Are there many studios in Newquay?

There are about 5 now. I opened up in April, and then Ollie opened up. You can either have surf shops, pubs or get a tattoo in Newquay. The council are a bit…we got no help with our business at all. We got a bit of reduced business rate, but we asked them for help and they didn’t want to know. That’s the way they are in this town. If you’re not selling food or drink…they don’t want to know. That’s what they want to make this town famous for, which is a shame.

Do you find time to paint?

Not really. All I do is tattoo! Even when I worked at the other studios, it was just tattooing all the time. If I got a free day, it was just catching up on drawing. That’s what was getting me down; I wasn’t having any fun. I wasn’t surfing. It’s much more relaxed here; I can come and go as I please. The more time you’ve got to draw something, the more relaxed you are, like you’re not stressing that you’ve got to draw that for tomorrow.

Do you have any plans for the studio?

I’ll be here, for a while. As long as I get to tattoo and surf every day, that’s all I want to do at the moment, so we’ll just see how it goes at the moment. This town is a bit of a nightmare in the summer, but right now its really nice and I’ve got a lot of friends here. It’s a really nice close-knit town. Almost like living in the seventies, those weird little surf towns you used to read about in America. It takes you twenty minutes to walk down the road because you bump into so many people and you have to say hi.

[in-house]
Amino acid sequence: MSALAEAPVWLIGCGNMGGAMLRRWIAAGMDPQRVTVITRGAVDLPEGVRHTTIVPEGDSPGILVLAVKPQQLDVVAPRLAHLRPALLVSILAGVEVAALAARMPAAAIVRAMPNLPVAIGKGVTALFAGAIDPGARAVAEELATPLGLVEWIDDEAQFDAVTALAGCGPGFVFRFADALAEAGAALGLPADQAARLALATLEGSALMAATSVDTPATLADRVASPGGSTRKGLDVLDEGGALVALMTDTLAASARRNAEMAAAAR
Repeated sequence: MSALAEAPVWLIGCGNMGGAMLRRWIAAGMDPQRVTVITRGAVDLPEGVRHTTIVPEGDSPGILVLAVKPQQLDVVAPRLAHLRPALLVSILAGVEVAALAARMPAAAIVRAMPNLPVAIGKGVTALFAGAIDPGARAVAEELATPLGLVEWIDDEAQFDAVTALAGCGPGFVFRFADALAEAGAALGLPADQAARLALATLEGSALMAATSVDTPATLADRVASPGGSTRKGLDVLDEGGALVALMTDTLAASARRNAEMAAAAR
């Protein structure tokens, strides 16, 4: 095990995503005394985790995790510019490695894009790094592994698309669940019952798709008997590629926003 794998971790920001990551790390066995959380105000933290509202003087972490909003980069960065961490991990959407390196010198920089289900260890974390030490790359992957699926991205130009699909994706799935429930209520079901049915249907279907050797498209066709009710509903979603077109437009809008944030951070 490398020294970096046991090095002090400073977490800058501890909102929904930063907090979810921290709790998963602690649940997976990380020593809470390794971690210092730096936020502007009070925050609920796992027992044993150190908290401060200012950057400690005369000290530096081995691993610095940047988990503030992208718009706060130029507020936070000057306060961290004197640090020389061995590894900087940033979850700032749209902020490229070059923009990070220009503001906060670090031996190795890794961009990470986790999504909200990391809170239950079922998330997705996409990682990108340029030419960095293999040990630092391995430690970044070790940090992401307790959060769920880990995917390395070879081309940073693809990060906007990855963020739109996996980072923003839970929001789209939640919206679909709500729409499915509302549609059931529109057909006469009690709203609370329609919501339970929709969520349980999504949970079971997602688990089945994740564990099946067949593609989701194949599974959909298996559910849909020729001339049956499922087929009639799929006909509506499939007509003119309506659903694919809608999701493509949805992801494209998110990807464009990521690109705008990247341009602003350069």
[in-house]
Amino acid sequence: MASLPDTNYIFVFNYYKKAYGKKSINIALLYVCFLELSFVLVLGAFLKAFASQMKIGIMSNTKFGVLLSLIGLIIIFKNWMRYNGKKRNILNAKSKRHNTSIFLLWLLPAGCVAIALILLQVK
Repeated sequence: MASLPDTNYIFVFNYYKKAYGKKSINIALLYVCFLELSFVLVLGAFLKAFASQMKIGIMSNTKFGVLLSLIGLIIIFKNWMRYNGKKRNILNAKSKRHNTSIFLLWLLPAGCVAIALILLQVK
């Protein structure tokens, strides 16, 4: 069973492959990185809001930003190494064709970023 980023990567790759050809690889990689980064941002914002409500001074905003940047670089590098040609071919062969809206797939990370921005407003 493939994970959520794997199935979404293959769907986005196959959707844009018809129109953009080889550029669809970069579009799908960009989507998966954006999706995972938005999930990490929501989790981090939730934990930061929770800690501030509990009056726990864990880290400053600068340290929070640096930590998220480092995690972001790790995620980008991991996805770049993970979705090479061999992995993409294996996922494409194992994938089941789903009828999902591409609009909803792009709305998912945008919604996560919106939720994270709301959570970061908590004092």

So, has the horrible TV rock star tattooist culture hit down here?

Especially last summer. Every day I spent tattooing stars. It’s horrible. This Cheryl Cole hand tattoo thing’s catching up quickly. People come in “I want one of those?” We don’t do hands unless you’re completely covered. Unless you’re a popstar. Are you a pop star? No.

Do you draw the line at hands and necks?

Unless they’re really covered and you can tell people will just go “if I can’t have it there, there’s nowhere else to have it.’ If there’s no other tattoos and they want one on their hand first time round its like….wait there. Think about this. Its just people following other people. The sheep mentality. You try and educate people, and a lot of times it’s like talking to a brick wall. You might find someone else who’ll do it, but we won’t. It’s on there for life!